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4 Ways To Improve Your Conversion Rate OptimisationOn Wednesday and Thursday of this week the RDS in Dublin played host to over 4,200 attendees at the Dublin Web Summit. There were a whole host of amazing talks from speakers across different industries, from countries across the globe. All the talks were broadcasted via live stream during the event and you can also now view the recordings if you missed out on anything.

One of my favourite talks was by Joanna Lord from SEOmoz, an SEO software company based in Seattle. Unlike some of her fellow speakers, who fell into the trap of only pitching their own company, Joanna had some great insights into how marketers could be doing things differently, and during her short 15 minute presentation managed to give the audience 4 great takeaways for how they could improve their Conversion Rate Optimisation (CRO)…

Today’s Consumer Is Very Different

Today’s consumer is very different to the consumer of even a few years ago. Today they are more social. The purchase funnel has changed and the discovery process is different. Consumers ask for a lot more  feedback from friends than they used to.

So what kind of metrics can you, as a marketer, test for this new type of user? We used to focus solely on lead generation and website results, on words and buttons, on layouts and forms. Nowadays though, marketers don’t just want leads, they want engagement and conversation. This means offline results, as well as online results.

Marketers need to build loyalty and build communities. Marketers need to build something exceptional and get more evangelists for our brands.

So, as Joanna said, take a breath, and now rethink everything you know about CRO …

4  Things To Start Improving

#1 – Your Story

Marketers need to focus on the why? We need to start creating a better story for our companies.

Joanna referenced the Golden Circle Theory which you can learn more about by watching Simon Sinek’s TedTalk.

Most of us spend a lot of our time on the what? – the products and services. Your unique value proposition is in the how? But nothing will win you as much as if you get to the why? Look at Zappos and Threadless as great examples of ‘why companies’; they woke up and realised there was a gap in the market, and that drives them.

It’s also really important how you present your story. Etsy’s mission is to “empower people to change the way the global economy works” … it’s a great message but it’s not presented well on their website, in fact, it’s near impossible to find.

#2 – Your Relationships

Showcase others who are doing great things. Partners who you work with and trust. SEOmoz does this via their ‘pro perks‘ and it drives huge loyalty and engagement for them, as well as driving trials and demos.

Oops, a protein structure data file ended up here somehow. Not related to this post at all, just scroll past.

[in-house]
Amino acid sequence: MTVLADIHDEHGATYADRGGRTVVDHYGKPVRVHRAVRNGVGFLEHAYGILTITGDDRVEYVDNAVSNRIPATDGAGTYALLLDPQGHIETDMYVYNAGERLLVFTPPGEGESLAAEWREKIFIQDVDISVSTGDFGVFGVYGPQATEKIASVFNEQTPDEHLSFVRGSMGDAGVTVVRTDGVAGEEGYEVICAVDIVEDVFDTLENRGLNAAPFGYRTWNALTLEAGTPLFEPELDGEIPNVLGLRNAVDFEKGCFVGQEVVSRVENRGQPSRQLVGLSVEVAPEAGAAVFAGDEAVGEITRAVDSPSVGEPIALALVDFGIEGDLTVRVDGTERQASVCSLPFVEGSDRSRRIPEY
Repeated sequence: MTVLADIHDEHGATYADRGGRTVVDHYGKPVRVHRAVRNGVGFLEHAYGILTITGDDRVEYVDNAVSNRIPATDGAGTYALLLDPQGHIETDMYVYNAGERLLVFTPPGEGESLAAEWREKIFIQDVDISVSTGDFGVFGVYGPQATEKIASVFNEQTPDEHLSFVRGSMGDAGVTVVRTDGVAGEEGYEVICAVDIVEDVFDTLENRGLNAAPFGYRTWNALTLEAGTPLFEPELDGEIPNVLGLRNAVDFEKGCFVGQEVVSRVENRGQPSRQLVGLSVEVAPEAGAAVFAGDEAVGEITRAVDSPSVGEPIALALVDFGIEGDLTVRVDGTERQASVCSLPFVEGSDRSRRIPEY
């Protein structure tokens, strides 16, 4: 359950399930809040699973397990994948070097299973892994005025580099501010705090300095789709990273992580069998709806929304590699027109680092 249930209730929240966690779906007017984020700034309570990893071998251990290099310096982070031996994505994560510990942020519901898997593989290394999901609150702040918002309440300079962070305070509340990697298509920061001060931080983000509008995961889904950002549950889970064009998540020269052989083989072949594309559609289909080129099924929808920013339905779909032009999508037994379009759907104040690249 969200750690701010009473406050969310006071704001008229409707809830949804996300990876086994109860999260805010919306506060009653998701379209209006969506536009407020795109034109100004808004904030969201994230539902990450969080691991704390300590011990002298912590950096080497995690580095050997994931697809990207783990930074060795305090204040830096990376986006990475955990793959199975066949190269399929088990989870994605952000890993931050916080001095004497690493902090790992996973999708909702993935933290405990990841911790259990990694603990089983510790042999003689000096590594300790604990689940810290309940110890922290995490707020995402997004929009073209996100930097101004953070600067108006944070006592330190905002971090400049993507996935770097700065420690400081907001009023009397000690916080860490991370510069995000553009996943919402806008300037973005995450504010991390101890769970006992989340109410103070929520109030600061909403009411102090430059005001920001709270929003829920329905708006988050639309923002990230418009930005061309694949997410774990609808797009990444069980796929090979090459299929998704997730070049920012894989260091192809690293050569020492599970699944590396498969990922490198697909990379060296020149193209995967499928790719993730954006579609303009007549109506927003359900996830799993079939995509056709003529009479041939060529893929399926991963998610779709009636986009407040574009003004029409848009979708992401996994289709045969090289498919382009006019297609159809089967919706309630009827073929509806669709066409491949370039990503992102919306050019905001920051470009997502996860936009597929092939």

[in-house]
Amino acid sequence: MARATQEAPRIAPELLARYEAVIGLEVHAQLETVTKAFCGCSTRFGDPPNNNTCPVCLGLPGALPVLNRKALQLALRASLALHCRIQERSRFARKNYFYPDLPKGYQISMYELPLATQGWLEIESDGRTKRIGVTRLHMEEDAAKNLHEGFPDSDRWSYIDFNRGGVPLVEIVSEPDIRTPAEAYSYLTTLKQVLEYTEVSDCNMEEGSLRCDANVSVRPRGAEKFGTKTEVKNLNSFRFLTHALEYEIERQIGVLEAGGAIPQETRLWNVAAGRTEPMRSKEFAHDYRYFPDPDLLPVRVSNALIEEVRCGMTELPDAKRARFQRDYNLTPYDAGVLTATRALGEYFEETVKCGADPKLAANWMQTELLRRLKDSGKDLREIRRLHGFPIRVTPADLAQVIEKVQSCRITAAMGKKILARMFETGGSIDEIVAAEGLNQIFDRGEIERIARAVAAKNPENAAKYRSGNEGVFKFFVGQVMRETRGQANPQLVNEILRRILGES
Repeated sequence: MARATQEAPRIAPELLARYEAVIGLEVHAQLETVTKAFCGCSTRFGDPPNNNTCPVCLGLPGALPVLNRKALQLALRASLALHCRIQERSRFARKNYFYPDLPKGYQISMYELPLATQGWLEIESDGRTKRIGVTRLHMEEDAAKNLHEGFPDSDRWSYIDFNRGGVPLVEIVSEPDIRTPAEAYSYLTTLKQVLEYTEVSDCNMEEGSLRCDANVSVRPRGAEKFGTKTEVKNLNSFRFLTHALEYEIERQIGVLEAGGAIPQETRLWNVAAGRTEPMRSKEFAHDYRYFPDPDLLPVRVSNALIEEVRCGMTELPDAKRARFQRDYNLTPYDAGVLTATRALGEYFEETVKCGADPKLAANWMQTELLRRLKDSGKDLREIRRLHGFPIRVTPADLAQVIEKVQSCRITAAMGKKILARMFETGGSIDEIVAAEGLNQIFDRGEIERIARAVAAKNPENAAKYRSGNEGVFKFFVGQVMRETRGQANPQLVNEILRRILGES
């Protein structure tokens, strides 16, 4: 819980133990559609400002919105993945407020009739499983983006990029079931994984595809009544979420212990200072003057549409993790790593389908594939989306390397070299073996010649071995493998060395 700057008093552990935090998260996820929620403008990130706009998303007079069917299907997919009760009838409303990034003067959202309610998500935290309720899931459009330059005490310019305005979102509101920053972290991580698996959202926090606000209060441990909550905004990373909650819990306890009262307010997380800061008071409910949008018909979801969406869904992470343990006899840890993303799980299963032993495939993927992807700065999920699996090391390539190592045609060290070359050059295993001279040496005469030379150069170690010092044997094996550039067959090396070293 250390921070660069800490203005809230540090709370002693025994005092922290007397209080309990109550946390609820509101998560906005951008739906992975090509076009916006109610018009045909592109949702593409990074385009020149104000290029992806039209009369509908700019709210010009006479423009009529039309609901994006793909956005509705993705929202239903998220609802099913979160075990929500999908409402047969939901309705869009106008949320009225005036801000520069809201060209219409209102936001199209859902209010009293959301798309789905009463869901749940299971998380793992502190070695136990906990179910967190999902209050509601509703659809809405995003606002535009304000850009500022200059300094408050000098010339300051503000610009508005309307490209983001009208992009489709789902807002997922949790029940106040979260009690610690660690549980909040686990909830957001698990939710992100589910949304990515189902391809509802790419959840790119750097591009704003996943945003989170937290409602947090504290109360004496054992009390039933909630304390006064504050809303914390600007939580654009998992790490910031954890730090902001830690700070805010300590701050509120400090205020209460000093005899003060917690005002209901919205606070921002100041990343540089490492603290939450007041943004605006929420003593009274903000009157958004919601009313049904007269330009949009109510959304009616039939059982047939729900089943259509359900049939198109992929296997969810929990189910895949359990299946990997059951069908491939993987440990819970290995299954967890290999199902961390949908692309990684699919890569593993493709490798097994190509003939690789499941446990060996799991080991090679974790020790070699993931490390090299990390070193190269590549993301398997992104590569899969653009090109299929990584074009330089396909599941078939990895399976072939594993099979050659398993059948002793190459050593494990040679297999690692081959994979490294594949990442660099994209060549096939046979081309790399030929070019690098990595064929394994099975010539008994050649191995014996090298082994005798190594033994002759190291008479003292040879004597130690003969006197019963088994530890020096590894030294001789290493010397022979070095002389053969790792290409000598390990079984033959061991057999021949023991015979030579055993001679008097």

Rethink your relationships and how you showcase them. Consider making it part of your ‘about us’ page and not just tucked away elsewhere. Put up great photos and videos of you with your partners.

These days people won’t buy into your brand unless they know who you’re supporting and who you are supported by.

#3 – Your Triggers

Marketers are too driven by changing words. Words do not change the success of the company. The way those words play off each other – a holistic story – does. And that involves all 3 of the brains …

  • Most of us test for the ‘new brain’ – the rational data. When we tell consumers that our company is the safest choice, the fastest etc. This marketing was working well until a few years ago.
  • The ‘middle brain’ is newer to us, it is emotion driven. This is where consumers are being retargetted in their social network without them perhaps consciously realising they are being marketed to, or when a friend tells them in person to check a brand out.
  • The ‘reptilian brain’ checks both of these out and then makes a decision.

We need to be targetting all 3 of these brains, and testing for all of them, for every homepage, landing page, email subject line etc. that we create.

Check out http://bit.ly/4n7AN3 to learn more about NeuroMarketing.

#4 – Thank You

How do you thank people once they’ve done what you wanted them to do? Marketers need to try to take from the middle funnel and drive these leads all the way in. Try to  build loyalty from early on. One way of doing this is via your thank you email once they have signed up for something.

  • Paypal is a bad example of the thank you email – they have a stockphoto of  some man, lots of text that doesn’t mean much and no personalisation.
  • Chill.com and Sephora send great emails – they make the experience personal and offer value to the consumer.